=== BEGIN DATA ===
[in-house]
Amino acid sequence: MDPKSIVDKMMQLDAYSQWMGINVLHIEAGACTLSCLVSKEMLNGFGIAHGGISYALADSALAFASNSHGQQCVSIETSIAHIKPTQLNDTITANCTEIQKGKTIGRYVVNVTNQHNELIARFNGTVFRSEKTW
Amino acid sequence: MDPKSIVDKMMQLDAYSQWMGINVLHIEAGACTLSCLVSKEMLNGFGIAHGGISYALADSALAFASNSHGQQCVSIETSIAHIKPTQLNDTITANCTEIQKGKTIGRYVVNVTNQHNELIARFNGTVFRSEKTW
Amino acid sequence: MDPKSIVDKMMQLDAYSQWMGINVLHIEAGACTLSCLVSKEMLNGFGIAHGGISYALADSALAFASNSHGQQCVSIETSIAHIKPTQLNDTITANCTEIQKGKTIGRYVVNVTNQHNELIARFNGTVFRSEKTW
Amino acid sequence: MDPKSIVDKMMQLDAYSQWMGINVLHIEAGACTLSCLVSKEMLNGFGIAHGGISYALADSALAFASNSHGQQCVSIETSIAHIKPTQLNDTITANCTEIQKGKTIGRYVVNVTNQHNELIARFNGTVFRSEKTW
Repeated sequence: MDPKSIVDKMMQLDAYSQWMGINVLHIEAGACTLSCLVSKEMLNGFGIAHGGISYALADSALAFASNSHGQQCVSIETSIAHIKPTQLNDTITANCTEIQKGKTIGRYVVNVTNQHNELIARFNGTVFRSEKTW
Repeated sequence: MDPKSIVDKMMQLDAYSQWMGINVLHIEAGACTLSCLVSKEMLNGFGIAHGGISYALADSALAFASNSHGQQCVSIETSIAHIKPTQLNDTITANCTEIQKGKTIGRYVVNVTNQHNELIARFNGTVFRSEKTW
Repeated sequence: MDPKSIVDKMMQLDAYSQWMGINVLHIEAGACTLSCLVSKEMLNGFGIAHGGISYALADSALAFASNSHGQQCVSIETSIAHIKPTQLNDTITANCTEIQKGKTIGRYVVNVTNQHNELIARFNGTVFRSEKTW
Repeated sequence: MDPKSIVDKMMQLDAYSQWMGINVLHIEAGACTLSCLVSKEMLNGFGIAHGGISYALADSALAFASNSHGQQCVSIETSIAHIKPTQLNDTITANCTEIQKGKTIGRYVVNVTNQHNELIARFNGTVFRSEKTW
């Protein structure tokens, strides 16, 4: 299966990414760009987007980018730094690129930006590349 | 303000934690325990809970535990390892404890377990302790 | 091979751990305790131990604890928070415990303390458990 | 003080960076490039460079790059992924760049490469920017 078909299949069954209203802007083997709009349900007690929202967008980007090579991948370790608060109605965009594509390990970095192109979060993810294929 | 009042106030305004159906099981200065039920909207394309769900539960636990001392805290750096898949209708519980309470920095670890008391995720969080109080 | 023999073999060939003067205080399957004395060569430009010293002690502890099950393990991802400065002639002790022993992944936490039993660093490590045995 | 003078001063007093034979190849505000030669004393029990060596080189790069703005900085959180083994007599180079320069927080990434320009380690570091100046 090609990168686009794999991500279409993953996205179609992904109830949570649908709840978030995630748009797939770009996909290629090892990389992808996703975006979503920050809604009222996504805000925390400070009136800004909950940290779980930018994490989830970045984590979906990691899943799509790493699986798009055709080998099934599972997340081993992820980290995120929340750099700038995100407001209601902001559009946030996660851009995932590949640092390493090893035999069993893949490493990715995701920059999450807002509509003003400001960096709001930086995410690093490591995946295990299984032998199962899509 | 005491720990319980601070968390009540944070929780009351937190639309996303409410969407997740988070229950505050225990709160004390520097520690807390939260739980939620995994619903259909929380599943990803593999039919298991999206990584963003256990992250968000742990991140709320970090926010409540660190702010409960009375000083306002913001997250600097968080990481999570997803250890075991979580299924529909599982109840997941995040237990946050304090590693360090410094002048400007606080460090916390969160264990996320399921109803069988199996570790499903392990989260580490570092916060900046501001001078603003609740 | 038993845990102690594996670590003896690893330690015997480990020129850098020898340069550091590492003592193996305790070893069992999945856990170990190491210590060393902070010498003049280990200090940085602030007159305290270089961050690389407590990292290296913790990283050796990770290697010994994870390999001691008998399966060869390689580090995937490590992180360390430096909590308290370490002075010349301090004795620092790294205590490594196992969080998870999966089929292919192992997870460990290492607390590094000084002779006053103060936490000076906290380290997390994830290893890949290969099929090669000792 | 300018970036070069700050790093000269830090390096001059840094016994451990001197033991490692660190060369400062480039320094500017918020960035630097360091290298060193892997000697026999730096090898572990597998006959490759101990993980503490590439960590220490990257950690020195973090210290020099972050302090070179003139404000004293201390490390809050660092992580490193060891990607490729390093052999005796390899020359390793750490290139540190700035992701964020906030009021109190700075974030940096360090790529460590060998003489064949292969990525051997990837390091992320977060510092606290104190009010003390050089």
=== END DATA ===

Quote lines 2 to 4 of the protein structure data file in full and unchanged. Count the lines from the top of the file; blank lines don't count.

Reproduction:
Amino acid sequence: MDPKSIVDKMMQLDAYSQWMGINVLHIEAGACTLSCLVSKEMLNGFGIAHGGISYALADSALAFASNSHGQQCVSIETSIAHIKPTQLNDTITANCTEIQKGKTIGRYVVNVTNQHNELIARFNGTVFRSEKTW
Amino acid sequence: MDPKSIVDKMMQLDAYSQWMGINVLHIEAGACTLSCLVSKEMLNGFGIAHGGISYALADSALAFASNSHGQQCVSIETSIAHIKPTQLNDTITANCTEIQKGKTIGRYVVNVTNQHNELIARFNGTVFRSEKTW
Amino acid sequence: MDPKSIVDKMMQLDAYSQWMGINVLHIEAGACTLSCLVSKEMLNGFGIAHGGISYALADSALAFASNSHGQQCVSIETSIAHIKPTQLNDTITANCTEIQKGKTIGRYVVNVTNQHNELIARFNGTVFRSEKTW